Sermon: From the Shadows

The prophet Jeremiah

March 21, 2021

Jeremiah 31:31-34
John 12:20-33

by Eric Anderson

A storm on the mountain slopes can be pretty distressing to fledgling ‘apapane, as we heard in last week’s story. It can also be very hard on the adult birds of the ohi’a, mamane, and koa forest, which is what happens in this story.

All through the forest, i’iwi, ‘apapane, ‘amakihi, and ‘alawi had been industriously building nests. They’d retrieved twigs and grasses and mosses. They’d woven or piled them or laced them together. Sometimes they’d added some of their own feather down to them.

When the storm blew through, it literally threw everything into chaos. A lot of finished nests were damaged, and some were destroyed. Unfinished nests cascaded to the forest floor in showers of grass and twigs that fell with the pounding rain. Some nests crashed down with broken branches. Others sailed away on the wind.

The birds themselves just hung on.

When the storm passed, different birds had different ideas of what to do next. A few of them simply abandoned the idea of building a new nest. Most of these were birds that had nested early, and their fledglings were already accustomed to perching overnight. Some – not very many – didn’t construct a nest at all that year.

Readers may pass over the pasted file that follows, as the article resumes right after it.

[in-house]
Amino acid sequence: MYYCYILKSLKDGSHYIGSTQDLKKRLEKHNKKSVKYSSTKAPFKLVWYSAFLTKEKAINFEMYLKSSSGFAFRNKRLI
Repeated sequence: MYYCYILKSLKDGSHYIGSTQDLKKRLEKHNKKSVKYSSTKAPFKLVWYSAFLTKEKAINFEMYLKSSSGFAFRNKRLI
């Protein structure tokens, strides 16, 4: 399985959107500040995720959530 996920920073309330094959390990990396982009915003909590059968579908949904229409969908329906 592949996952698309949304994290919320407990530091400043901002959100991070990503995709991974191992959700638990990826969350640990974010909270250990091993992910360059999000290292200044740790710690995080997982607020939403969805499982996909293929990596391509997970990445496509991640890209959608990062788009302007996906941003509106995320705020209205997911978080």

By far, most birds returned to the site of their nest, where some parts of it remained or where at least the branches remained, and began to repair it or start over again. Even those whose nests had suffered from broken branches found a new spot as close to the old one as they could. Once more the forest hummed with wings as they sorted through twigs and grass and lichens to find new materials. They were determined to build it just like it had been before.

One ‘amakihi couple, however, did something completely different. Their nest site was still there, and even had some stems clinging to it. The two of them flew about the forest as if they were hunting for a nest site for the first time. At forking branch after forking branch, she pushed a blade of grass upon it to see if it would hold.

Her husband followed along without saying anything.

It was an i’iwi that finally asked the question that many birds in the forest wanted to ask: “What are you doing? Your nest site is over there,” she said, pointing rather awkwardly with her curved beak, but the ‘amakihi knew what she was saying.